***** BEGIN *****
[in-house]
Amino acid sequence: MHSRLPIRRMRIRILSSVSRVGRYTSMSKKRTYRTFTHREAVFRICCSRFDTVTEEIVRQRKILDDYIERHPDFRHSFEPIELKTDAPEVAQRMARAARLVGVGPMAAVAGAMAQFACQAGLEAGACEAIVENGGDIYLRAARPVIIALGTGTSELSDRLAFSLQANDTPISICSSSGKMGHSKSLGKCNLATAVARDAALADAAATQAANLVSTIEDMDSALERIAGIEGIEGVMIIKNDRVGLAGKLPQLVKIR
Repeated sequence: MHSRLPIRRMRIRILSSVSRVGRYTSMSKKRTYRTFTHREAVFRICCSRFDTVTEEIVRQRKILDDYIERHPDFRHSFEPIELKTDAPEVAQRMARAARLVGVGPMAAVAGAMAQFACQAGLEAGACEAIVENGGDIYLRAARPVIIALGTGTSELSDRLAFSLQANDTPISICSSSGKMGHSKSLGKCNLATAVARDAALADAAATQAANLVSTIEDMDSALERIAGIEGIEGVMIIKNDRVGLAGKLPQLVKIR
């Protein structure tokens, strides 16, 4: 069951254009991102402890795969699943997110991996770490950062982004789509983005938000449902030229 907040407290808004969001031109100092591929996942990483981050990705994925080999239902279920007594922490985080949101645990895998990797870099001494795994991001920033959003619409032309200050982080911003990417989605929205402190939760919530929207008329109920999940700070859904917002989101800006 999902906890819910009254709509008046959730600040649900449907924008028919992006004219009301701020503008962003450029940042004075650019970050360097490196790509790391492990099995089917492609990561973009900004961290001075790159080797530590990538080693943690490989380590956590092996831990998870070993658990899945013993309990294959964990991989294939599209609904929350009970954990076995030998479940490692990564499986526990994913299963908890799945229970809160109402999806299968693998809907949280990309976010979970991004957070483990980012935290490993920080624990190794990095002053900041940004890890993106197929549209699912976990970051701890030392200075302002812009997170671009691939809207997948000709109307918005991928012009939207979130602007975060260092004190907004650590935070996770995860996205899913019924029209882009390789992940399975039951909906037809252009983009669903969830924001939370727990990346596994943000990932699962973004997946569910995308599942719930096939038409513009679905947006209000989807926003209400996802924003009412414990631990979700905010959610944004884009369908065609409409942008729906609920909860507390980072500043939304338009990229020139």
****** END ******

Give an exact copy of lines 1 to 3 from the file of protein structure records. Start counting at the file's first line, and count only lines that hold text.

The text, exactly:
[in-house]
Amino acid sequence: MHSRLPIRRMRIRILSSVSRVGRYTSMSKKRTYRTFTHREAVFRICCSRFDTVTEEIVRQRKILDDYIERHPDFRHSFEPIELKTDAPEVAQRMARAARLVGVGPMAAVAGAMAQFACQAGLEAGACEAIVENGGDIYLRAARPVIIALGTGTSELSDRLAFSLQANDTPISICSSSGKMGHSKSLGKCNLATAVARDAALADAAATQAANLVSTIEDMDSALERIAGIEGIEGVMIIKNDRVGLAGKLPQLVKIR
Repeated sequence: MHSRLPIRRMRIRILSSVSRVGRYTSMSKKRTYRTFTHREAVFRICCSRFDTVTEEIVRQRKILDDYIERHPDFRHSFEPIELKTDAPEVAQRMARAARLVGVGPMAAVAGAMAQFACQAGLEAGACEAIVENGGDIYLRAARPVIIALGTGTSELSDRLAFSLQANDTPISICSSSGKMGHSKSLGKCNLATAVARDAALADAAATQAANLVSTIEDMDSALERIAGIEGIEGVMIIKNDRVGLAGKLPQLVKIR